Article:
Catalina Sky Survey
(survey of near-Earth objects)
The Catalina Sky Survey (CSS)
is a survey of near-Earth objects,
i.e., comets and asteroids whose orbits
pass close to that of the Earth.
It was begun in 1998 and progresses.
Its initial goal has been to identify 90%
of objects 1 kilometer or larger.
Two telescopes are used: 1.5 meter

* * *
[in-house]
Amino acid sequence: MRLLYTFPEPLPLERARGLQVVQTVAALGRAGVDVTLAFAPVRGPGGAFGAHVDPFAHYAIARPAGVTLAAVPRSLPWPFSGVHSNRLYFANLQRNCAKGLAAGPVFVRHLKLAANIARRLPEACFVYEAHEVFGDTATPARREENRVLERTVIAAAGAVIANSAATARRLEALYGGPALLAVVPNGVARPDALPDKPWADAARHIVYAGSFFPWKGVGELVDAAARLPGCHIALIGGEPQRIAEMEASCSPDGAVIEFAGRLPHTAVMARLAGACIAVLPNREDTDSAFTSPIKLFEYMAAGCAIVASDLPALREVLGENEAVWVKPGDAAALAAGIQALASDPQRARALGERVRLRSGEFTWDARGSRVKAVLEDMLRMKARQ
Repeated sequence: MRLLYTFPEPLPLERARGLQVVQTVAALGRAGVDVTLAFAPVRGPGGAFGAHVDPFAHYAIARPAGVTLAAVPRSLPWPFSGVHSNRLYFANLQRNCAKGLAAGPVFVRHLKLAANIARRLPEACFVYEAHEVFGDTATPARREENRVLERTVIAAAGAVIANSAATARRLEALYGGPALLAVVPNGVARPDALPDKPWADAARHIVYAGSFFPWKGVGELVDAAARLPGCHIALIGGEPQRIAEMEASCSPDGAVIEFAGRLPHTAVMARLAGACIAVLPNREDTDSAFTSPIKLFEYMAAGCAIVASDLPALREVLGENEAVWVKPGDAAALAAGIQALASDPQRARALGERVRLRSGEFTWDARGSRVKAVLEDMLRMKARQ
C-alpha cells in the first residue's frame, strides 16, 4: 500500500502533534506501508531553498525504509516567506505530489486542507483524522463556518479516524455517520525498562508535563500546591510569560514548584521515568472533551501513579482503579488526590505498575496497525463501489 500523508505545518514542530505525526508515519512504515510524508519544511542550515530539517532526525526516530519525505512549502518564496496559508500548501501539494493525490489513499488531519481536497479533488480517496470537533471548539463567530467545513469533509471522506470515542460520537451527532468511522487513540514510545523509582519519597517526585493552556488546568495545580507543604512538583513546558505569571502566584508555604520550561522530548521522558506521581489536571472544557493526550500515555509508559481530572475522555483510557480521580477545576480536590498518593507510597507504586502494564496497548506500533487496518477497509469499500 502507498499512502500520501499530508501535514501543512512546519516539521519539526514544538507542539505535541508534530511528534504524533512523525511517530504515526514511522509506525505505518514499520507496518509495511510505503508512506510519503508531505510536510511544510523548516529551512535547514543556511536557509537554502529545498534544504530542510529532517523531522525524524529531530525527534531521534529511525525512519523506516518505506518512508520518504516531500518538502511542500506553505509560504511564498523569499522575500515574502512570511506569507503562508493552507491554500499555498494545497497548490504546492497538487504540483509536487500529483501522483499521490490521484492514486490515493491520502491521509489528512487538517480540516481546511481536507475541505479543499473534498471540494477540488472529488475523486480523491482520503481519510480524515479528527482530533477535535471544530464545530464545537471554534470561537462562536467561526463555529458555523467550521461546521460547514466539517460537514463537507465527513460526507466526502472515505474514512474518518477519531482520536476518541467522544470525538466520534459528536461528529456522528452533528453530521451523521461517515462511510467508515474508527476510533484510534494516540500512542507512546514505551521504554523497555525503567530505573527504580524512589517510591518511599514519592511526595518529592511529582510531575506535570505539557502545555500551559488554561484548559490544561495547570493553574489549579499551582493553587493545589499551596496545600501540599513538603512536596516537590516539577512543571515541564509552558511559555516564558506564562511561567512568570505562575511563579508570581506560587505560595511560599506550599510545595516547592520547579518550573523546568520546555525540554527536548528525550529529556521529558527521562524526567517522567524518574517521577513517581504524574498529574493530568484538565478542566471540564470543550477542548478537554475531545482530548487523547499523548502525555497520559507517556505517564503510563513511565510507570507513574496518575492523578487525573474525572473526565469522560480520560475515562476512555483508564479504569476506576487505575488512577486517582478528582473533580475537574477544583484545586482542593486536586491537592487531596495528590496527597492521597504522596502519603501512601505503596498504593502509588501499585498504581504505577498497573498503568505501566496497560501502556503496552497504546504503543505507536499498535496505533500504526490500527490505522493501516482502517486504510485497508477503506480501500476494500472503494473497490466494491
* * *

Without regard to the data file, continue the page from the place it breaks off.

telescope on Mt. Lemon and a 68 cm
telescope near Mt. Bigelow, both
near Tucson, Arizona.
The same data is used for the
Catalina Real-time Transient Survey,
which scans the collected images for transients.
The CSS is the outgrowth of the Bigelow Sky Survey (BSS),
which used photography.
(survey,near-Earth objects,all sky)
Referenced by pages:
near-Earth object (NEO)